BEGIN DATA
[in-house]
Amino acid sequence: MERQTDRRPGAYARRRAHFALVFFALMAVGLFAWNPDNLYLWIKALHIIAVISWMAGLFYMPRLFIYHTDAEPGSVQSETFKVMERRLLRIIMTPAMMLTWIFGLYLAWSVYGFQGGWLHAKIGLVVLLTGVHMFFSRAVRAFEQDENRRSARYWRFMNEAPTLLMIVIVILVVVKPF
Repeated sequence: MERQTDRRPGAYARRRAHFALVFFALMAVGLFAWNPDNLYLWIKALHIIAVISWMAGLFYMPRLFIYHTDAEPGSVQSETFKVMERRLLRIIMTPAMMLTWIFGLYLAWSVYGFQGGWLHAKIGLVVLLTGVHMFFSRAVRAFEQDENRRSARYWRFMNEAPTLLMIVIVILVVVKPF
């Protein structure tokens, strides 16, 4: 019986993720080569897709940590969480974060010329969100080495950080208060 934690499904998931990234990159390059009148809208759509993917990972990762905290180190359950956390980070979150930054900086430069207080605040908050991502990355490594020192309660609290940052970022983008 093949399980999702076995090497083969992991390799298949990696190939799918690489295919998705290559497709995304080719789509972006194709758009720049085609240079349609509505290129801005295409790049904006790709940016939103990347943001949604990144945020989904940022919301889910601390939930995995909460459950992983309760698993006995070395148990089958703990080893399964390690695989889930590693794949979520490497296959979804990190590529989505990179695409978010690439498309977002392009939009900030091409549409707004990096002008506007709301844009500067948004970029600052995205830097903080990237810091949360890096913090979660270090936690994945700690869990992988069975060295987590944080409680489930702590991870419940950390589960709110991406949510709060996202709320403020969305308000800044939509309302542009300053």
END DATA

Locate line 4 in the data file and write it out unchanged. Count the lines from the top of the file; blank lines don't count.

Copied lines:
């Protein structure tokens, strides 16, 4: 019986993720080569897709940590969480974060010329969100080495950080208060 934690499904998931990234990159390059009148809208759509993917990972990762905290180190359950956390980070979150930054900086430069207080605040908050991502990355490594020192309660609290940052970022983008 093949399980999702076995090497083969992991390799298949990696190939799918690489295919998705290559497709995304080719789509972006194709758009720049085609240079349609509505290129801005295409790049904006790709940016939103990347943001949604990144945020989904940022919301889910601390939930995995909460459950992983309760698993006995070395148990089958703990080893399964390690695989889930590693794949979520490497296959979804990190590529989505990179695409978010690439498309977002392009939009900030091409549409707004990096002008506007709301844009500067948004970029600052995205830097903080990237810091949360890096913090979660270090936690994945700690869990992988069975060295987590944080409680489930702590991870419940950390589960709110991406949510709060996202709320403020969305308000800044939509309302542009300053």